I recently went through Webmaster tools for a bunch of my sites and was shocked to see how many links there were to it from dodgy websites… sites that if I were Google would raise a big alarm for me. I’m sure they haven’t helped me in the eyes of the recent Google updates.

And that’s worrying – because I’m the one that’s getting punished for this! Perhaps Google needs to drop the idea of having to penalize sites that have links to them from dodgy locations and simply ignore them.

PotPieGirl June 7, 2012 at 10:00 pm

The thing is with those types of links comes down to this:

Are they actually HURTING your site and rankings?

Or,

Did they suddenly stop HELPING your site and rankings?

If the “bad” links boosted your rankings based on artificial power, once that power is removed, your rankings drop.

But now Matt Cutts claims they are actually working on making those links HURT.

I dunno… mind-boggling, at best.

Charley June 7, 2012 at 11:16 pm

It’s funny that one of my sites just took a hit today, something which has opened my eyes to reality. My new decision is to forget about bad links/good links and how much damage or help they’re doing/rendering and just build a high quality site by your potential readers’ standards and not by Google’s. Why? Algo updates strike both low and high quality sites so why waste your time trying to please Google?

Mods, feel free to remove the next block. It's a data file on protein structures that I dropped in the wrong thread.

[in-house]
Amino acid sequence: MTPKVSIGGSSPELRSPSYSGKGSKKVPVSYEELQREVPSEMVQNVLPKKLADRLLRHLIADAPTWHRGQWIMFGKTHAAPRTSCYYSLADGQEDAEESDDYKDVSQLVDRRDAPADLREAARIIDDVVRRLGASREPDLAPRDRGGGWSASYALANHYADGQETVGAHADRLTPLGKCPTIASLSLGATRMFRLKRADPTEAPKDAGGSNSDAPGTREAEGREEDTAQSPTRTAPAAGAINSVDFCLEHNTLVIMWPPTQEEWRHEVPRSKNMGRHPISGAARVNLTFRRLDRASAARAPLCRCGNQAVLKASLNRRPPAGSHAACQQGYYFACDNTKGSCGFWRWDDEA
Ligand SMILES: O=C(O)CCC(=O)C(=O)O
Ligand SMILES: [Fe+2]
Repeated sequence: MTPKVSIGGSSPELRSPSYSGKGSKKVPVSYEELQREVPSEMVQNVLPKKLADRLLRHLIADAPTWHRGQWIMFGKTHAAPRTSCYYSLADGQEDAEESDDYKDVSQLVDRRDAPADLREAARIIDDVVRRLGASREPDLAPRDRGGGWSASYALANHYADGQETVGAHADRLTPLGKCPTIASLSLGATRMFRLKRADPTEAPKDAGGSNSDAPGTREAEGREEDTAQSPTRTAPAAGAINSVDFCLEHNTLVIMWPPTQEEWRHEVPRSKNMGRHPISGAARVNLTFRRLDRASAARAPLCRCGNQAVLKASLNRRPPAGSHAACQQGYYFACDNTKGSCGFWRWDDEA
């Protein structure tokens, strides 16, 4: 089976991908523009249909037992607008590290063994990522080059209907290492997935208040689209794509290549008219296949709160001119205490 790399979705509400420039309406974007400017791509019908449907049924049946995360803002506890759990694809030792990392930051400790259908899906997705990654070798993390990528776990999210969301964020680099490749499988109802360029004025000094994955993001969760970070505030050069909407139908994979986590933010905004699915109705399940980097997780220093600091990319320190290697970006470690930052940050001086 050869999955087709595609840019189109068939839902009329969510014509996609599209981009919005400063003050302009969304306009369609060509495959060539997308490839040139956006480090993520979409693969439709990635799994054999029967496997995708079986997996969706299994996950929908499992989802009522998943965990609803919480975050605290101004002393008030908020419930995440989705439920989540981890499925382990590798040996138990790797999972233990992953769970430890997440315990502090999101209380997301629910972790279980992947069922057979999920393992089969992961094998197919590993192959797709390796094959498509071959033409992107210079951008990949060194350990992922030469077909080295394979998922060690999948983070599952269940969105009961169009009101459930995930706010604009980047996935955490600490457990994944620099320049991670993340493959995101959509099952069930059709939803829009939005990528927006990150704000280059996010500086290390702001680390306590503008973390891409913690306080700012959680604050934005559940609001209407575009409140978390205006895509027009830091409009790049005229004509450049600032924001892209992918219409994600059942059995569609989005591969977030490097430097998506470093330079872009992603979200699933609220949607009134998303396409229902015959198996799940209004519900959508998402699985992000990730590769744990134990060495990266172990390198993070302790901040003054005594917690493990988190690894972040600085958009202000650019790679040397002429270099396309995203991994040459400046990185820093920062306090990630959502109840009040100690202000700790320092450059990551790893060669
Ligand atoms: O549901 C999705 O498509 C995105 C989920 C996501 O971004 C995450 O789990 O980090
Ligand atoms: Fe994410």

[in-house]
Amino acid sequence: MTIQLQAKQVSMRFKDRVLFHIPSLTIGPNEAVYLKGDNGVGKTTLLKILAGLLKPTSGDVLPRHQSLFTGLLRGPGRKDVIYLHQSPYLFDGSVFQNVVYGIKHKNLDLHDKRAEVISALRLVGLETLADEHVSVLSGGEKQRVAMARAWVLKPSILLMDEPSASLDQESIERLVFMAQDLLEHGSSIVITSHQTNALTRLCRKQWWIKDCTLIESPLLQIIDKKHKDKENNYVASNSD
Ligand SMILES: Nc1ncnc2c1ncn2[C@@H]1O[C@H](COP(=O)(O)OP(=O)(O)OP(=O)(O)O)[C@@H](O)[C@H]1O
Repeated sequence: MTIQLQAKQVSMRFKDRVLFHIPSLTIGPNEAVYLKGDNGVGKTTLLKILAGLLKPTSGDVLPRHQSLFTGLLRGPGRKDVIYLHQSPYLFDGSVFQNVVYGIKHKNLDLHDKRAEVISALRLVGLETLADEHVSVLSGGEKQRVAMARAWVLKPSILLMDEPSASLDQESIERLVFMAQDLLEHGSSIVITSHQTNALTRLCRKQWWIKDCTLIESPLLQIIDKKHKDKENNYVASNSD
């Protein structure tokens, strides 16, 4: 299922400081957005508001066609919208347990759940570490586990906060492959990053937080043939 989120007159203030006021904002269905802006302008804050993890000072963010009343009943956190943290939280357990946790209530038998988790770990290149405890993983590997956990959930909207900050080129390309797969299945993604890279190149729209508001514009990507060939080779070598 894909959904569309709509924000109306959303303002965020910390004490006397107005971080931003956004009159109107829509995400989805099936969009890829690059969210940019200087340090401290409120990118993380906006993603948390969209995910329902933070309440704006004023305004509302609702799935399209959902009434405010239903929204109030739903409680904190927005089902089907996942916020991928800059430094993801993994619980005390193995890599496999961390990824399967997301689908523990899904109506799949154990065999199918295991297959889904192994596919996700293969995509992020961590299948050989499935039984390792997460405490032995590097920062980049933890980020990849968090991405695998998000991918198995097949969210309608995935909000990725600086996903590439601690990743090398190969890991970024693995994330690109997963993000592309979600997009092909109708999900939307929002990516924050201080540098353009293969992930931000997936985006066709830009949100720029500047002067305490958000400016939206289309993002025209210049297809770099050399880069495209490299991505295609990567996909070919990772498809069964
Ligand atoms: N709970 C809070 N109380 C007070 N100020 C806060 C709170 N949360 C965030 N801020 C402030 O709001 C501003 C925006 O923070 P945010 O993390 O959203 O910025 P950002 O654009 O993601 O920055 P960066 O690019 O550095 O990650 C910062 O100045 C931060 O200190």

The site that took a hit was making $15 per month and I won’t do anything about it, even if it was making a good sum. If they don’t like my site, then I’ll simply “pack my toys” (lol) and move on.

BTW, Your post was a good read. I was hoping I would be the first to comment ;-)

Roger Shann June 7, 2012 at 9:57 pm

Jennifer, did I really just put a reference to one of my sites here? Am I mad? No not really, since I cannot believe that Google really intends to stamp on the person putting up real honest and informative content. I see that as the way that they are intending to go. Give the searcher what they want.

I know your past postings brought up real problems in search for certain terms but I expect the Google alogorithm to put that right. (am I being over confident?)

I do also think that getting away from Google is probably one of the best things you ever advised.

Keep up the good work Jennifer

Roger

PotPieGirl June 7, 2012 at 10:02 pm

Thanks, Roger!

The less we depend/rely on them, the less it matters. Google sends about 30% of the traffic to my site…and that’s about the way I like it.

Hopefully (she says with fingers crossed) this WILL all start to straighten out.

Roger Shann June 7, 2012 at 10:07 pm

Fingers crossed on that too but I do think you are right. :-)

Farky Rafiq June 7, 2012 at 10:10 pm

Well in other areas of marketing there are things that can really hurt your brand which are completely out of your control. Like bad PR, editors giving poor news coverage. Word of mouth, Ex employees, I’m also sure that not all bankers are ‘bankers’ but they’re tarred with the the same brush and will be for a while but who do they have to complain to? Negative pr has probably shut a few companies down It seems louder online because wte’ll see a negative drop on rankings from the Google gods. But at least its measurable unlike PR (Sorry just playing devils advocate) maybe author rank and social signals (G+) ll will become more important by showing that collectively a quick change in the site’s link profile is out of character therefore shouldn’t be hit by a manual penalty there needs to be a an acceptable threshold.

Franklin June 7, 2012 at 10:16 pm